how good is a $4500(or more) guitar?

Discussion in 'Guitars in General' started by mystixboi, Jun 13, 2016.

  1. great-case.com

    great-case.com a.k.a. "Mitch"

    Messages:
    5,749
    Joined:
    Aug 14, 2007
    Location:
    Undiscloseable
    Arch Tops, Hollow Bodies and Acoustics are in a class by themselves, in my opinion. With these designs, the fabrication techniques and materials has been shown to greatly impact the quality of the instrument's sound. While some may be tempted to invert my opinion into an insult aimed at solid bodied electrics, it is not denigration to say the SBE(s) are simply easier to build. Based on that conjecture, I have always theorized that SBE(s) top out in price at a lower level than the aforementioned guitar designs. When I say 'top out' I mean that guitars above that price tend to add nothing but bling to the result.

    Exceptions appear to be centered on rare designs, such as my PRS Arch Top. Although it was only about $2K when I bought it new in '98, I have seen it sell for much more lately. Many PRS Private Stock guitars offer switching that is unavailable in the core line. These functional enhancements are tailored to very specific tastes and hence, the guitars garner 'tween $8k and $12K each. Most assume that PRS PS guitars are simply overBling'ed offerings, but I don't think that is true.

    Boutique acoustics seem to have a very high top out price. I've sampled some from the upper shelf and I can honestly say that there does not seem to be an upper bound to the quality of sound.
     
  2. dlguitar64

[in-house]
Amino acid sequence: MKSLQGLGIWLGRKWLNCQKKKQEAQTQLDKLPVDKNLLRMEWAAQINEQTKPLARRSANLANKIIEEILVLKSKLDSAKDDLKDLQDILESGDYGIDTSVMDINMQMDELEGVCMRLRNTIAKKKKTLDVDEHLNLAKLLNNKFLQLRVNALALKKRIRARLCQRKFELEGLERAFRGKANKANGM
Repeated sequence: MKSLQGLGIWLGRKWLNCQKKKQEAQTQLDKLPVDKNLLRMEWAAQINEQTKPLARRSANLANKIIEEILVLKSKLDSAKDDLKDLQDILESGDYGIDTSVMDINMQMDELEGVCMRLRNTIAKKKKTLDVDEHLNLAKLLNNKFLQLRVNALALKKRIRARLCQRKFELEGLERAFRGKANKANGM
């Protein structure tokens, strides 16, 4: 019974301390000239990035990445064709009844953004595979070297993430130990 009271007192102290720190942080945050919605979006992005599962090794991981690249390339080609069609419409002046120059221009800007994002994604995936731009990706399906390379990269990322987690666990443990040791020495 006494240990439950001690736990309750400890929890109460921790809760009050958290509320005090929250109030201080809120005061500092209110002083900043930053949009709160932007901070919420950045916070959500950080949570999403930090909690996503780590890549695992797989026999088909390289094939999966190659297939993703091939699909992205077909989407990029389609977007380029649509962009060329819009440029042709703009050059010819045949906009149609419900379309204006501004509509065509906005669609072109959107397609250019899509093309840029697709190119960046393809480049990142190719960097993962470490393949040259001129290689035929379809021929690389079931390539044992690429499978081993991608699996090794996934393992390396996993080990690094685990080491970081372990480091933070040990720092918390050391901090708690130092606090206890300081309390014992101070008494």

dlguitar64 Member

    Messages:
    5,007
    Joined:
    Dec 30, 2008
    Location:
    Durham,NC
    My friend plays the violin (modern maker worth around $20,000) and is looking for a new bow and
    is interested in one that "only" costs $5000. Guitarists get off cheaper than any other instrumentalists.
     
    gerg6, JPIndustrie and bgmacaw like this.
  3. GreenKnight18

    GreenKnight18 Member

    Messages:
    2,092
    Joined:
    May 12, 2008
    Location:
    DC
    I have one of these expensive guitars. Fender Custom Shop Masterbuilt to my specs-- which were all pretty standard for a parts guitar, a Jaguar. It does have a color and neck that Fender never produced in the wild (Sherwood Green+ blocks and binding neck)

    I will not argue with anyone that is superior in any way to than a guitar that costs thousands less. It is not.

    But I do love my guitar. The more I play it the more it feels like mine. It is special to me for its looks, sound, feel, and sentiment. As it's a Fender, I could have assembled parts and built a clone for a lot less money-- but I do enjoy knowing that I got it right from the source (all arguments of what Feder is and was 50 years ago aside). Can people derive just as much good feelings from a guitar that costs way less? Of course, but I think my guitar has been paying for itself with my enjoyment. It's eight years now, and I have no desire at all to sell it. When you start to break down the numbers over that number of years, $2,000 isn't much different than $4,500.
     
    JPIndustrie likes this.
  4. spikedog007

    spikedog007 Member

    Messages:
    192
    Joined:
    May 30, 2012
    Location:
    Ohio
    I'm curious what it actually costs to produce a high end guitar? There's a lot to consider when you think about the wood cost - especially if it's highly figured or rare wood - the drying of the wood - buying ovens, running the ovens - the machines for cutting the wood, paying for the space to perform the work, the rest of the hardware - pickups, bridge, nut etc - paying a top notch luther enough to make a living for a highly labor intensive job, etc., etc., etc. For a USA made guitar with high end wood, I imagine it can get very expensive just to make the guitar, not to mention distribution channels needing to make a little off the sale as well.

    Are some guitars overpriced, probably, but I've learned that you typically get what you pay for.